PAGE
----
Nora, USA

When The pandemic hit in March last year I was working as a server, but thankfully I stayed on the payroll. I got to be financially stable, but I didn't have to work. It was super lucky for my circumstance here. The lockdown and subsequent increase in free-time allowed for this turn in my relationship with self-expression/creation.I had never given myself enough time to make art when I was in food service.

I might sound a bit contradictory. I feel like a few changes have happened. I have more time. I've been drawing and developing my technique and my style. But in terms of having a lot more time with myself, I have a hard time with that and the personal aspect of art. There are a lot of aspects of myself, my identity that I haven't been addressing for a long time and I think a lot of that have to do with not really feeling like I have a career option and path and only looking at my art as a hobby and a childish pastime. But in quarantine, I have seen myself grow, and I start to think it is something I can actually do because I enjoy it. I allow myself to do it more. Before I was only thinking about my food service job, working 12 hours a day and on my days off I don't want to do much besides sleeping. Just the time with myself allows me to really start to get to know myself and my values and how I really enjoy being a painter. That was kind of uncomfortable, facing myself and the fact that I haven't developed my passion feels disappointing because it's a huge form of how I express myself. I'm not so good with words, so sometimes painting is the only way to express certain emotion, and I was really tapping into that before quarantine and when I started, it just brought a lot of feeling-sadness that I've never taken the time ever to focus on myself, focus on thing I like to do as opposed to this sort of outlook of trying to succeed or be successful in someone else's eyes just in general.

I started to pay more attention to my values and my morals too. They started coming up a lot because how I regarded the virus and the pandemic was different from what a lot of people did, especially in food service, because a lot of people just don't really care much about wearing masks. They really want to prioritize their own rights and freedom like getting to eat out and stuff like that. I just never really saw that side of humanity. It was really shocking. I guessed most people thought similar to me and would put their community first, but that's not the mentality of a lot of people I grew up with. It's a wake-up call.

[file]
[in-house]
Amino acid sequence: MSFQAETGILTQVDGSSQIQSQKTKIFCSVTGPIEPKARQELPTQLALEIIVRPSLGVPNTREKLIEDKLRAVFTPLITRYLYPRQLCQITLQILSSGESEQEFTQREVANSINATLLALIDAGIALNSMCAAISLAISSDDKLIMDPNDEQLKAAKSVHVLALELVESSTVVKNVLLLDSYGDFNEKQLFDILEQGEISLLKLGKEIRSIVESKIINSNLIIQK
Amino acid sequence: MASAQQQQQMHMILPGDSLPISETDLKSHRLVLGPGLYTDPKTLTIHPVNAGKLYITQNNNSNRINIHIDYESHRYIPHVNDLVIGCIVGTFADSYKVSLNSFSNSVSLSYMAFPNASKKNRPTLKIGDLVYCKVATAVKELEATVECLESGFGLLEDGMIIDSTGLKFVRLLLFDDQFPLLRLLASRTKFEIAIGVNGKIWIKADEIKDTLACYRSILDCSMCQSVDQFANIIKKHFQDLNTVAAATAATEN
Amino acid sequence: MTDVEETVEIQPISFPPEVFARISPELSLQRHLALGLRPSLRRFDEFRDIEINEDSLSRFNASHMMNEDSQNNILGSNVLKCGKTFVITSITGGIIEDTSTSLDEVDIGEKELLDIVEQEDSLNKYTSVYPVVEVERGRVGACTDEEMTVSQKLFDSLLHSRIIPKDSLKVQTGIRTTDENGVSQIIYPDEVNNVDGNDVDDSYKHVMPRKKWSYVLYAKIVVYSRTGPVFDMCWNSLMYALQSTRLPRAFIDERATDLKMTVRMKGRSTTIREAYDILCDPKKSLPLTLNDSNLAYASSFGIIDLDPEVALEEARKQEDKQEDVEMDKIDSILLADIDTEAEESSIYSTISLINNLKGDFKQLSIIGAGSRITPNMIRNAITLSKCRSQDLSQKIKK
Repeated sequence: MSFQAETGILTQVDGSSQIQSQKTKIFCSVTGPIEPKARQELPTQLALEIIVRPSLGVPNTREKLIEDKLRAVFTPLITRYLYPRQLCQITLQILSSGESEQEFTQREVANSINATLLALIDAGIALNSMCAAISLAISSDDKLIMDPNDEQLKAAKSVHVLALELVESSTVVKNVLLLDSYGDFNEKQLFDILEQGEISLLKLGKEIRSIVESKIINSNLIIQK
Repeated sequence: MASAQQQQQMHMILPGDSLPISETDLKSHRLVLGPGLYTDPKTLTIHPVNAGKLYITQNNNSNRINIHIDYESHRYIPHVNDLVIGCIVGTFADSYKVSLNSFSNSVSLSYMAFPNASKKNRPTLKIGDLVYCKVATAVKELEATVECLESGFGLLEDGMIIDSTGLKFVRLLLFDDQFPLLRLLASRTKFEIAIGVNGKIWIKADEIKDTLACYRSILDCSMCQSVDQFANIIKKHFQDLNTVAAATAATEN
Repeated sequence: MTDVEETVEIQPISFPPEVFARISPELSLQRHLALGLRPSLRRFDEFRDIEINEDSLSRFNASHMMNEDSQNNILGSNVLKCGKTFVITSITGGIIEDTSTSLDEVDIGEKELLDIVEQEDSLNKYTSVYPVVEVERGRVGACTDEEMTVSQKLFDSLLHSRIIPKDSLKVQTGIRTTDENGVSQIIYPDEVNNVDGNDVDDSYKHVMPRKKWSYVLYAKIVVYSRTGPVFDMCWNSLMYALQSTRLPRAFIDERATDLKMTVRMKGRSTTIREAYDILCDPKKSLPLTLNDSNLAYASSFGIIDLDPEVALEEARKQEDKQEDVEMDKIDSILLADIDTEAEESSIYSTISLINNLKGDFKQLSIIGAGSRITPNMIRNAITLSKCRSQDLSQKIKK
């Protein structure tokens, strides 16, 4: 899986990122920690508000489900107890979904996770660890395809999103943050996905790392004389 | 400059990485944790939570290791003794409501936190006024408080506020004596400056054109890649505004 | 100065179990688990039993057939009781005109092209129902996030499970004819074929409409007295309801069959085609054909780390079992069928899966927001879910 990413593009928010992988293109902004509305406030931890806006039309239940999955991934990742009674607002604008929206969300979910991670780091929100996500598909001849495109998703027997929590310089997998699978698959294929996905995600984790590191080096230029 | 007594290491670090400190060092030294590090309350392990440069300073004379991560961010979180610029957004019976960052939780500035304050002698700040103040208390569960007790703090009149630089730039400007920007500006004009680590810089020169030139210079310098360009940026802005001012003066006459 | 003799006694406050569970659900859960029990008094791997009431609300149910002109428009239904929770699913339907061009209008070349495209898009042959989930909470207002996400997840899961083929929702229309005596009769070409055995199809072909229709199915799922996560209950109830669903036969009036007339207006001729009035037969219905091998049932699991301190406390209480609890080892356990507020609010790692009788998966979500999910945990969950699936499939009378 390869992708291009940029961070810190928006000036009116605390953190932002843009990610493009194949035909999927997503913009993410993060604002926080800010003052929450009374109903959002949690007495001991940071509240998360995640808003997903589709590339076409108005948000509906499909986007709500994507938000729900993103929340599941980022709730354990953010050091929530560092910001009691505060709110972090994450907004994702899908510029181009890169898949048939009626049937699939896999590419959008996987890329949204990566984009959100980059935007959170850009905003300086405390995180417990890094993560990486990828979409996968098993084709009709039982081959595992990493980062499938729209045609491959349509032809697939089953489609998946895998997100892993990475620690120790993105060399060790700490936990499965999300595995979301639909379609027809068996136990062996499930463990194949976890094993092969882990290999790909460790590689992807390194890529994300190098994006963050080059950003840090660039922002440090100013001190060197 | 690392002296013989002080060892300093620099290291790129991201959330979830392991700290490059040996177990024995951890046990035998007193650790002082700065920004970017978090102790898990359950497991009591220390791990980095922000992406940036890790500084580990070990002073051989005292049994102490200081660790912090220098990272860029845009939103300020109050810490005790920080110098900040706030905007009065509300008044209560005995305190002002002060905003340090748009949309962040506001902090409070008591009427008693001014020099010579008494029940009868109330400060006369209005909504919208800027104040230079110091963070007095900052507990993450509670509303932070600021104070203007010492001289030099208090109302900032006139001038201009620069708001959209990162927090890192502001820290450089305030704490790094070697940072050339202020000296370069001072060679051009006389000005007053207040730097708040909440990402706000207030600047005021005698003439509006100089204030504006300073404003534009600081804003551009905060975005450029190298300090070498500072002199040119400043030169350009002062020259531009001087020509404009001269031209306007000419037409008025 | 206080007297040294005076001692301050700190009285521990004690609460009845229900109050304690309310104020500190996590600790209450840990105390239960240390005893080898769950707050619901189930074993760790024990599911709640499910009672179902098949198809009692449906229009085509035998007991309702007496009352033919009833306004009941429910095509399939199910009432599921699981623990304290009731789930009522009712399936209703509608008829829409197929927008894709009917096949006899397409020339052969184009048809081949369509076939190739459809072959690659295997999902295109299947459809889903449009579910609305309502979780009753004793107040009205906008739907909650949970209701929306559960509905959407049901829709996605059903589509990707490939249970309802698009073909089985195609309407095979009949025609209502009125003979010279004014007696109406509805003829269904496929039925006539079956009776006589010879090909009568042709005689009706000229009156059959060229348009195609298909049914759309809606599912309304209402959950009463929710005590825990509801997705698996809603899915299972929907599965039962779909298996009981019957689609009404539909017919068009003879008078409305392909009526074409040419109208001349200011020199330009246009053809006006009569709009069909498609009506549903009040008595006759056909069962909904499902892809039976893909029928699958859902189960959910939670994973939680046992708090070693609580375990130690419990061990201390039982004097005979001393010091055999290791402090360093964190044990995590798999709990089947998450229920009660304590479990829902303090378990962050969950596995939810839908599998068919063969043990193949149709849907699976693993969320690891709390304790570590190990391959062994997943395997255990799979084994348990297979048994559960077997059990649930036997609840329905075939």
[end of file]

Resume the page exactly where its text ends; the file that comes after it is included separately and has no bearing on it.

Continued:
The intense feelings of being disconnected from my family and community were brought up because of the lockdown, but I realize these are feelings that have existed for a long time, and are only now being intensified.

That painting represents my relationship to my body and that relationship to my surroundings. Just feeling very connected to the earth but also very separate in the sense that I live in Boston, but I don't really have a community here. My family is in the upstate and my friends are spread out. I feel very solitary but at the same I'm  recognizing there's a missing connection to the earth and a missing connection to the surrounding community because I think we are living a lot more individually because my family is very spread out and that affects me and my well-being .

My mother's side of the family came to the U.S. as Armenian refugees in the 1960's while my father emigrated from the Netherlands. The genocide happened there over 1 century ago and my great-grandmother had to flee from Turkey essentially and there was a lot that wasn't passed down from that end. That's something that I started to learn about more during the quarantine and through my painting too. I started to realize that I was missing this connection to my ancestry because my mum never really talked very much about. The Armenia culture was lost after my grandmother really Americanized and tried to fit in. She didn't want to be recognized as middle Eastern. She pretended to be french, and we lost the language. It's really sad for me because I see a value in that process of learning. It's a part of how I look and how I was raised in some ways, so I've been learning a bit more about Armenian history. Before I didn't really make the time to do it because you thought you were  busy or doing the ''more important thing''.

Having more time to myself was hard. Throughout adulthood I've struggled a lot with depression. I'm just generally a bit anxious as I got older. A lot of that was hard to be honest with myself about with quarantine. Being alone makes me realize how important social connections are even though I'm not the most social person. It's hard for me to keep in touch over text and call. I kind of isolated a lot more than I think is healthy. I can look at it as a hibernation.

The past year has simultaneously been a year of growth and cycling back... an ebb and flow of learning the intricacies of myself and feeling disconnected from who I thought I was.”